SHARE

Poson Poya Day which falls on June 8 this year, commemorates the advent of Arahant Mahinda, son of Emperor Ashoka of India. Arahant Mahinda introduced to Sri Lanka, Buddha Dhamma, making Poson a festival that is second in significance only to Vesak. Though Poson is celebrated island-wide, the main centre of celebration is Mihinthalaya, Anuradhapura, where Arahant Mahinda delivered his first sermon to King Dewanampiyatissa, the then ruling king of the ancient capital of Anuradhapura.

Emperor Ashoka the Great, the third ruler of the Mauryan Empire, the largest ever in the Indian subcontinent and one of the world’s largest empires at the time, ruled India from 268 BCE to 232 BCE. Emperor Ashoka became a model of kingship in the Buddhist tradition. Previously, he was cruelly efficient in his military ruling in order to expand the empire.

During the expansion of the Mauryan Empire, Ashoka led a war against a feudal state named Kalinga around 261 BCE. It wss considered one of the most brutal wars in world history. The disaster in Kalinga was supreme, resulting in deaths by the thousands and incalculable destruction to property. Sickened by the slaughter he had seen during the war Ashoka decided to terminate the expansion policy and embrace the propagation of dhamma.

Ashoka who was earlier known for his merciless ruling as Chandashoka, came to be known as Dharmashoka from then on. Becoming a fervent patron of Buddhism, Ashoka did his best to propagate the religion, making it the state religion and encouraging Buddhist missionary activities. Ashoka renounced armed conquest adopting the policy ‘conquest by dhamma’.

Ashoka’s patronage of Buddhism was much enduring. He built many stupas, and monasteries and erected pillars on which he ordered inscribed Buddhist religious doctrines. It is said in the Mahavamsa that as a result of Ashoka’s patronage of Buddhism, when he ordered Buddhist missions abroad, he enthusiastically supported the process by sending his own son and daughter as missionaries to Sri Lanka.
Tissa, later Devanampiyatissa was one of the earliest kings of Sri Lanka based at the ancient capital of Anuradhapura from 307 BCE to 267 BCE. Mahavamsa mentions an early friendship between Tissa and Ashoka, qualifying the Sri Lankan king to receive the great gift of Dhamma from India.

According to the Mahavamsa, King Devanampiyatissa was out enjoying a hunt with some 40,000 of his soldiers near the mountain Mihintale. The 3rd Century BCE Mihintale was a thick jungle inhabited by wild animals and was a designated royal hunting ground.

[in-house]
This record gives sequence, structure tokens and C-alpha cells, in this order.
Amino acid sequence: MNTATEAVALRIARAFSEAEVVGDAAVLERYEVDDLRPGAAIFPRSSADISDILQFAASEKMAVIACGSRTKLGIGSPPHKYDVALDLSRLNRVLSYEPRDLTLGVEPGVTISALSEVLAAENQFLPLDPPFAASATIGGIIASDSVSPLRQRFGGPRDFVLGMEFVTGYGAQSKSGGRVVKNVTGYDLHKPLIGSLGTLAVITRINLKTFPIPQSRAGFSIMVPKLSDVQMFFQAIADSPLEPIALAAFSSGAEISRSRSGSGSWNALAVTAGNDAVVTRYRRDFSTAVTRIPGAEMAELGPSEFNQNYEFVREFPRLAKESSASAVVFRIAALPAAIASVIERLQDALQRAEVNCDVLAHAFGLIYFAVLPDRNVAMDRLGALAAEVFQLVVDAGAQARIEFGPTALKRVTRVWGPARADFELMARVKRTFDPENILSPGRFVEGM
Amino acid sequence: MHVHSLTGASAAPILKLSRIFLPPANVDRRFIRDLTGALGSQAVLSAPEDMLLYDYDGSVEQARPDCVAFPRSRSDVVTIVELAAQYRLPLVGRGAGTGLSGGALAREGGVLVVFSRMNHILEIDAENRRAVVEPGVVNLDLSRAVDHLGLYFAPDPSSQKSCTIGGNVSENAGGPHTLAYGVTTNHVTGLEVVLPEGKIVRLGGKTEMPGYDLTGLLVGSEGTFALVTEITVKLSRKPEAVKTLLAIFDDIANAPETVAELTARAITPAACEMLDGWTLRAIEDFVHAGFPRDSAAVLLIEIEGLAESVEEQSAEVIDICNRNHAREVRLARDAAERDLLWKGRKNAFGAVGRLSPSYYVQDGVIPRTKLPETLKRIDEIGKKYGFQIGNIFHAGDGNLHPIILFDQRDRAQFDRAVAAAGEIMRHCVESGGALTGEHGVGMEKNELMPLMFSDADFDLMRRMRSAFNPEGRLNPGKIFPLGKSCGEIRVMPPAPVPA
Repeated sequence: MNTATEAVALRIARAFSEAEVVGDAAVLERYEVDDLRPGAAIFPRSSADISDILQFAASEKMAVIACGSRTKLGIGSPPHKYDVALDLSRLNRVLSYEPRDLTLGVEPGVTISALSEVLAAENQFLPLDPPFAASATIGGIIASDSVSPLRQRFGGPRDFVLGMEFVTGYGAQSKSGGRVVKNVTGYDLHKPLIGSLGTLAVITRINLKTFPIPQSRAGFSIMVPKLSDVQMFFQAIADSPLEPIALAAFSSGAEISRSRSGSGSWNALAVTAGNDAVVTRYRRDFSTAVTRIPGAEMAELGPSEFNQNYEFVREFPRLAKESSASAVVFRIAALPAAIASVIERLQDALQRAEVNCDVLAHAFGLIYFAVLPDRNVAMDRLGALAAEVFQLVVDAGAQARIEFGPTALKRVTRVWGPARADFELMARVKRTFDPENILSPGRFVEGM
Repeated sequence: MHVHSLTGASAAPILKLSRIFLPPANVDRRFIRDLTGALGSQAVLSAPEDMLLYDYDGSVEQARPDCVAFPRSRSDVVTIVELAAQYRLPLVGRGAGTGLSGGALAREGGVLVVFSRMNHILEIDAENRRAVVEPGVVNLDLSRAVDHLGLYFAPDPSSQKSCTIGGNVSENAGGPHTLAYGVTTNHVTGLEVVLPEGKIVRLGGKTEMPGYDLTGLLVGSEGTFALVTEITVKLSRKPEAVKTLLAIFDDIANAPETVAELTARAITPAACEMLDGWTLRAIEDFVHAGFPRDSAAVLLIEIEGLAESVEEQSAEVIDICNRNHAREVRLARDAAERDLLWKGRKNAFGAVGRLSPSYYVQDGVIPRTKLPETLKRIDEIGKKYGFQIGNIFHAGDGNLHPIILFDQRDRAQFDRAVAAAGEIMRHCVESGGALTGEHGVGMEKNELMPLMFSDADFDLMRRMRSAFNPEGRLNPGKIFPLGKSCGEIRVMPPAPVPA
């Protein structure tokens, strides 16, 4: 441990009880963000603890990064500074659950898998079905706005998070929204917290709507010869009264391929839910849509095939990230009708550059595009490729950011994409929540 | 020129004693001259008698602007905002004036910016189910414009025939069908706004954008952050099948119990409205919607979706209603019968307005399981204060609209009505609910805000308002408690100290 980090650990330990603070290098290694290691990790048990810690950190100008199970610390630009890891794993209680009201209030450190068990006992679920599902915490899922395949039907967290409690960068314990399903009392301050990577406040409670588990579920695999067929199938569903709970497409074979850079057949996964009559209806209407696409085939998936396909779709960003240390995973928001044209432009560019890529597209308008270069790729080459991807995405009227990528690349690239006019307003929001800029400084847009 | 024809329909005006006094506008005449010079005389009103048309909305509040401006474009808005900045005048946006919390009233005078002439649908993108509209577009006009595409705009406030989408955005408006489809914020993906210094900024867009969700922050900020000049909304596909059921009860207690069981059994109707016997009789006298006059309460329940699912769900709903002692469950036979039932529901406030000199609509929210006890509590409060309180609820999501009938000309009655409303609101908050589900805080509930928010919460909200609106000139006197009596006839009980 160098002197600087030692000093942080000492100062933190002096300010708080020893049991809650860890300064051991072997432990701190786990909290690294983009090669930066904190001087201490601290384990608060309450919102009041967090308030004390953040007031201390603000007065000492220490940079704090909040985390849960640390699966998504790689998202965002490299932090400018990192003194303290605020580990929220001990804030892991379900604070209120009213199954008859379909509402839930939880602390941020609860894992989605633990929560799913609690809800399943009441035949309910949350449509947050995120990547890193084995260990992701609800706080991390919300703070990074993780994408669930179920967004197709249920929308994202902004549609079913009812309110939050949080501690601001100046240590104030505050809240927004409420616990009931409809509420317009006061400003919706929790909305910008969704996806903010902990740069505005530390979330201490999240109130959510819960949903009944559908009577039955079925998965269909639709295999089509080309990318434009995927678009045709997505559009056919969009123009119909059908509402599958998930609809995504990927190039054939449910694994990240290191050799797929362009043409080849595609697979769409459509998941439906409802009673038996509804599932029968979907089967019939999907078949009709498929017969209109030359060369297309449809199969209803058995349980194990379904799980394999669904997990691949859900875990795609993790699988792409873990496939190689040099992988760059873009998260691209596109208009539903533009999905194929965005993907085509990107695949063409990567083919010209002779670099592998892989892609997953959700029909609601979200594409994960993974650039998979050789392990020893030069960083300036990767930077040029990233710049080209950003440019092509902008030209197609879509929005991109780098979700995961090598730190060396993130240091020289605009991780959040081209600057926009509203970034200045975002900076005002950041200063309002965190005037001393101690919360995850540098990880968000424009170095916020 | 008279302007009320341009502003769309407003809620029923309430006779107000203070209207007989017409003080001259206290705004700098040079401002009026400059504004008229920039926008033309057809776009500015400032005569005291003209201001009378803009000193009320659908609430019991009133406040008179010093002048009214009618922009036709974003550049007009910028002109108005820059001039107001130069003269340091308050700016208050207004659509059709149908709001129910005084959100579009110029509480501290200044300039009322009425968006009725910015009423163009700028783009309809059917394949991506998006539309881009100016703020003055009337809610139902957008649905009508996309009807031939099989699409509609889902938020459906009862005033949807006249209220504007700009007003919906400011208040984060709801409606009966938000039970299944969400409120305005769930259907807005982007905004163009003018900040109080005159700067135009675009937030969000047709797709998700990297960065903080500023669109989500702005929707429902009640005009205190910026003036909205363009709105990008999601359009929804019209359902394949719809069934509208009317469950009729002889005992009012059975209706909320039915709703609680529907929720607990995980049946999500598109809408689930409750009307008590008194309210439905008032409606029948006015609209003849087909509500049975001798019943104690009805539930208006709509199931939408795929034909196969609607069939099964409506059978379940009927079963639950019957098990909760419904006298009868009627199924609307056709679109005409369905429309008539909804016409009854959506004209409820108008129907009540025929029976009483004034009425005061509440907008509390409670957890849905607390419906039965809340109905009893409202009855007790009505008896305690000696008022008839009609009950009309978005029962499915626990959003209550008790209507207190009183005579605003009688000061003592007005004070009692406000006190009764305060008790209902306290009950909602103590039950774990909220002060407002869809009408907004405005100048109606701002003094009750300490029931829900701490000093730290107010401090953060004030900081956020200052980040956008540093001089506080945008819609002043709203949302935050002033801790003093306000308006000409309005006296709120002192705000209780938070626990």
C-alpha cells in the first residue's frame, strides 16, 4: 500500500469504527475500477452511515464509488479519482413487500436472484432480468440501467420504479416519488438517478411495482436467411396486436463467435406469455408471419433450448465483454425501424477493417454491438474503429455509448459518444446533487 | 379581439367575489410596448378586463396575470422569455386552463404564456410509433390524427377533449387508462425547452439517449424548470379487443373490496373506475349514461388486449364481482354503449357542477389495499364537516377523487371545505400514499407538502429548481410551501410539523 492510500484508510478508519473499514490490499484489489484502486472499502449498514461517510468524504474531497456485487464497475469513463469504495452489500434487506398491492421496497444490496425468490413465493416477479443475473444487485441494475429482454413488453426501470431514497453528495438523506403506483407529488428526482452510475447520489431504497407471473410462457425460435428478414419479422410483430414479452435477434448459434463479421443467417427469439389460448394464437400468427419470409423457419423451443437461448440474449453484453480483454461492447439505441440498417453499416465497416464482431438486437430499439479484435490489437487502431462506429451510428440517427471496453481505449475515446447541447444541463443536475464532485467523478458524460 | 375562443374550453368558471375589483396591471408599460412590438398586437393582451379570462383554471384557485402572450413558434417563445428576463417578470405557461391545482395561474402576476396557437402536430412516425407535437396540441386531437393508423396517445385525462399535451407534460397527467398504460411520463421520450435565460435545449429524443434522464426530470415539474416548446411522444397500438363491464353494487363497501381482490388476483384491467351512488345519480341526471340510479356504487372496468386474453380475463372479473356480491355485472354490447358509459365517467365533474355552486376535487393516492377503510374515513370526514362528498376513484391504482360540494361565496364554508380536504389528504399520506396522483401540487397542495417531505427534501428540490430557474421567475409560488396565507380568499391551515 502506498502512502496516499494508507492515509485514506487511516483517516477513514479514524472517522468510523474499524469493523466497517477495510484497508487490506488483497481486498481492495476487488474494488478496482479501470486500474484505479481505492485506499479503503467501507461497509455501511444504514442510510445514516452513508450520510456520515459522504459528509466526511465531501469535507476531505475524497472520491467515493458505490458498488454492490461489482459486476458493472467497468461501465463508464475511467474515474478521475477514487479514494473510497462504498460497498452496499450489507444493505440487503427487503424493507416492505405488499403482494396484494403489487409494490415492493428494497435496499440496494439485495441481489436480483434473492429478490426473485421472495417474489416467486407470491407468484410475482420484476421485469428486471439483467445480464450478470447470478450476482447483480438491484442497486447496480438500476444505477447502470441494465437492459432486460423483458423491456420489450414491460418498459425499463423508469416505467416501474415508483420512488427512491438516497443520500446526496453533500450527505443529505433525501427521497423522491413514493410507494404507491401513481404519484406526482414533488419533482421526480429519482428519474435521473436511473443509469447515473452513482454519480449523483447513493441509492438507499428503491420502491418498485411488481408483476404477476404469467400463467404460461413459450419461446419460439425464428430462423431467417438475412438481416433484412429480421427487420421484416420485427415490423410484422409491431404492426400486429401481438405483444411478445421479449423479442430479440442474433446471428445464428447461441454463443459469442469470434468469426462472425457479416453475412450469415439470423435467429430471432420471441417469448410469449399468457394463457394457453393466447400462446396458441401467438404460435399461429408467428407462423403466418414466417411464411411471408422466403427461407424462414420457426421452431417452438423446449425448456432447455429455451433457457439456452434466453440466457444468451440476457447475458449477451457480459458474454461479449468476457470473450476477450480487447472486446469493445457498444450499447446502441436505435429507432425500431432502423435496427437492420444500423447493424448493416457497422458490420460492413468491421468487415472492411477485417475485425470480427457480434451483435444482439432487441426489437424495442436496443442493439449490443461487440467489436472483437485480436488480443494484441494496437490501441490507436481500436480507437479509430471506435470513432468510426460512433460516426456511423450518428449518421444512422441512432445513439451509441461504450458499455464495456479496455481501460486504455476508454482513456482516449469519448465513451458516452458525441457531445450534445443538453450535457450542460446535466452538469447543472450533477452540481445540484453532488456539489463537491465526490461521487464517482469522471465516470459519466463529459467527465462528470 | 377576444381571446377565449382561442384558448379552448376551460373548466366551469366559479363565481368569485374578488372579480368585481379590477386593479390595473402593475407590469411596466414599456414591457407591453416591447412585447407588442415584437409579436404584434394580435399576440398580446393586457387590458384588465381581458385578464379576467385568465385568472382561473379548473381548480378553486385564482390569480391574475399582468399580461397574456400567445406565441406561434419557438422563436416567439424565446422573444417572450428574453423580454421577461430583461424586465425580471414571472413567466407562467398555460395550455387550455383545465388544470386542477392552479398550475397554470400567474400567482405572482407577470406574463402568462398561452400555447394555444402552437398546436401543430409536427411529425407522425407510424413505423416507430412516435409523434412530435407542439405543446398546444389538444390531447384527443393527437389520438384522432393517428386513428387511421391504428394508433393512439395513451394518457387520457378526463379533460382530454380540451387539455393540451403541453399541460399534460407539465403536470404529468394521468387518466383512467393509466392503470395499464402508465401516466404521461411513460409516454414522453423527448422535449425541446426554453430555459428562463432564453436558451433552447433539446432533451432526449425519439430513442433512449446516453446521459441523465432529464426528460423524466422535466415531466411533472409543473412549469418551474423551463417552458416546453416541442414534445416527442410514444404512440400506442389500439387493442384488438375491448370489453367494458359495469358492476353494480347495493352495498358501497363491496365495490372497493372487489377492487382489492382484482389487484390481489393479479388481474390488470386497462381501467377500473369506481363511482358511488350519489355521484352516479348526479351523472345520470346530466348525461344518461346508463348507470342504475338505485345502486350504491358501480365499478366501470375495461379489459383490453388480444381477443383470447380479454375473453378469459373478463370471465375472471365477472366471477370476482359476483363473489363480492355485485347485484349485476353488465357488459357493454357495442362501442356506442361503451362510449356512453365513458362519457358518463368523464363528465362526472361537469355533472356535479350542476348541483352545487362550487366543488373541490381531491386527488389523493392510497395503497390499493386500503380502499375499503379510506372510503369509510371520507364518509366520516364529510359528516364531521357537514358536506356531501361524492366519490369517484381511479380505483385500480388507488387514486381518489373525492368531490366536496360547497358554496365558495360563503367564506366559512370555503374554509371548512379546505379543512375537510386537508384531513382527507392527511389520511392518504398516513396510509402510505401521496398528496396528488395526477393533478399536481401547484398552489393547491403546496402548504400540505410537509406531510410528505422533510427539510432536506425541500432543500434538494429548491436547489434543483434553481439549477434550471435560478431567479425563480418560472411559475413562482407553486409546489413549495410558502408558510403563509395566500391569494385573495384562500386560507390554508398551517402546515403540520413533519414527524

Having come to the foot of Missaka, Devanampiyatissa chased a stag into the thicket, and came across Arahant Mahinda. According to Mahavamsa the great king had been terrified as the thera was misunderstood to be a ‘yakka’, or demon. However, after Arahant Mahinda having declared, ‘Recluses we are, O great King, disciples of the King of Dhamma (Buddha). Out of compassion for you alone have we come here from Jambudwipa’. Devanampiyatissa recalled the news from his friend Ashoka and realised that these were missionaries sent from India.

According to the Mahavamsa, then the king had been questioned by Arahant Mahinda in order to decide whether he is intelligent enough to understand the philosophy of the Buddha. Directing his attention to a tree nearby, Arahant Mahinda asked,

“What is the name of this tree?”
The King answered “This is a mango tree, sir.”
“Are there mango trees other than this mango tree?”
“Yes. There are many other mango trees, sir.”
“Are there other trees beside this mango tree and other mango trees?”
“Yes… There are many other trees that are not mango trees, beside this mango tree and other mango trees, sir.”
“Are there other trees that are not mango trees and other mango trees?”
“Yes…That is this mango tree, sir.”
“Do you have relatives?”
“Yes…I have many relatives.”
“Are there people who are not your relatives?”
“Yes…There are many people who are not my relatives”
“Are there people other than your relatives and non relatives?”
“Yes…That would be me, sir.”
“Good…You are very intelligent and ready to listen to Buddha Dhamma.”
Thence, with Arahant Mahinda having preached Chulla Hatthi Padopama Sutta to the King and his 40,000 men, they converted to Buddhism.

Arahant Mahinda’s Lanka mission was a great success. He found in the country a fertile soil to disseminate the sublime teachings of the Buddha. With royal patronage Buddhism was firmly established in Sri Lanka.

With the establishment of the Bhikku Sasana and with royal patronage all other elements of a civilized society began to emerge with the art of writing, art, architecture, river bank civilizations, religious rituals, and forms of song and dance and literature.